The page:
[ratelimits] Referrals incorrectly limited.

Vernon Schryver vjs at rhyolite.com
Wed Jan 9 23:04:07 UTC 2013

> From: Gilles Massen <gilles.massen at restena.lu>

> All this is deep in 'local policy' territory.

Everything about RRL is in local policy territory until a server sends
so many DNS responses or requests that they must be blocked or rate
limited elsewhere.

> Everything is about the definition of abusive and where you set the bar
> for taking action. Much like the RIPE NCC we are running a delegation
> centric zone, and I like to think that we are operating it for the
> benefit of the larger Internet. As such I do not want to slow down any
> traffic unless it is causing real problems either to our operations or
> someone else's. I do not want to block or even hinder queries, even if I
> disapprove of them - and I will chose 'innocent until proven guilty'
> anytime over fast action. Besides I will not be judge over the
> *intentions* of a set of queries. So for us rate limitation should only
> be a protection, not a tool for educating stupid clients.

I agree with practically all of that.  Where we disgree is in its

>                                                           As a result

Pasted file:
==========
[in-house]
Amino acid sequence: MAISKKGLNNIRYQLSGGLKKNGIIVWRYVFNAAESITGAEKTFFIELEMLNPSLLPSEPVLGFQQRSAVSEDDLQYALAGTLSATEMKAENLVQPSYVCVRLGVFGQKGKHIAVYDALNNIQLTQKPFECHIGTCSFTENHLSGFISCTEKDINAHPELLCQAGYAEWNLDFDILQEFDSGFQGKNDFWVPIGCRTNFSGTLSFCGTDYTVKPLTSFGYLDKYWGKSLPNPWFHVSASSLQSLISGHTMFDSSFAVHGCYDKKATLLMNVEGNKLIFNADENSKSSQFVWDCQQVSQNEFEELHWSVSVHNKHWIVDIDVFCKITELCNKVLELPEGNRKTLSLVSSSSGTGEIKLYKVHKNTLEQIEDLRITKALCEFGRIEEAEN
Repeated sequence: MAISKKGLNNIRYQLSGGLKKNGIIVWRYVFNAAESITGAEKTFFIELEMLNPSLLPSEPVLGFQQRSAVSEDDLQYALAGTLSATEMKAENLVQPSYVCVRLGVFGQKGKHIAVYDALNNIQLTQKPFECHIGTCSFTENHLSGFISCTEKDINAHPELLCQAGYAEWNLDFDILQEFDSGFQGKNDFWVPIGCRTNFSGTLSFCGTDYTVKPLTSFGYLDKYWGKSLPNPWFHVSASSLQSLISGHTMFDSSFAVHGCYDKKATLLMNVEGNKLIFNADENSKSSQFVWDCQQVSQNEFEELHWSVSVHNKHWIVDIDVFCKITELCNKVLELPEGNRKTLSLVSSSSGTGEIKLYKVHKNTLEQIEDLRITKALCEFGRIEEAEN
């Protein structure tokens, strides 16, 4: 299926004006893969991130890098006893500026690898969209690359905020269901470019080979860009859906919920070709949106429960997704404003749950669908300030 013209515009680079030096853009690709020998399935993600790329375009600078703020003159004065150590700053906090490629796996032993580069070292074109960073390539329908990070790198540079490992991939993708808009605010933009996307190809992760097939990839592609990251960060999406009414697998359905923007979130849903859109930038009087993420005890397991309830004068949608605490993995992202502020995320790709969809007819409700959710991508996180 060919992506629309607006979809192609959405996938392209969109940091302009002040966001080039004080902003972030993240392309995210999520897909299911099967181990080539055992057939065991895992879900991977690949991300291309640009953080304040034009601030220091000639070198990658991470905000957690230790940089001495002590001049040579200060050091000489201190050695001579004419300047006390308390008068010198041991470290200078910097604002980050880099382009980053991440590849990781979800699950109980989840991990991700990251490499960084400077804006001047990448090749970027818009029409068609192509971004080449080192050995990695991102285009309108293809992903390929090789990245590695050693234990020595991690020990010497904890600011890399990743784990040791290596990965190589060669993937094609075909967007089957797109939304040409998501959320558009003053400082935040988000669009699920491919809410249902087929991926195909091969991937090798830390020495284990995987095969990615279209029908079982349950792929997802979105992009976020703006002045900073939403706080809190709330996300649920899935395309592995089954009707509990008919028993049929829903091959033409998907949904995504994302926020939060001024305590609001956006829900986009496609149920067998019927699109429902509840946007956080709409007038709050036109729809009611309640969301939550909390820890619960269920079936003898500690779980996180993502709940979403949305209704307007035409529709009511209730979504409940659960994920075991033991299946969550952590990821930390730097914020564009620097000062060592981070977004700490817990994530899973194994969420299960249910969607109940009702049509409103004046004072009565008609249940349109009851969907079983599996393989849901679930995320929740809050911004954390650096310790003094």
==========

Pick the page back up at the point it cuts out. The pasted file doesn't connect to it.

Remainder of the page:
> the referral limitation is also a problem for us.

I've not understood a problem greater than an inconsequential slow
down of supposed "research" that would have been slowed at its sources
if the perpetrators had good intentions and were not stupid.  I agree
that slowing even that bogus "research" might a problem for referral
servers.  We disagree about its significance compared to the significance
of DoS problem.  (Never mind that I do object to the wasted resources
at the authoritative reverse DNS servers by that endlessly repeated,
as fast as possible "research".)

Are your DNS servers open recursive servers?  Why doesn't the same
reasoning that finds too much harm in slowing repeated referrals
apply to ignoring RD=1?

Must referral rate limiting wait for a complaint about a DoS attack
reflected from your amplifying DNS servers?  If there were a separate
knob, I trust that after a complaint, you would turn it on.  Would
you ever turn it off?--I bet not, which raises questions about the
significance of the harm it does now.

Of course this is all in local policy territory, but it would be
helpful to understand the local policy territory to know which
additional RRL knobs are worthwhile.  Every additional knob and
control has significant costs.

Vernon Schryver    vjs at rhyolite.com

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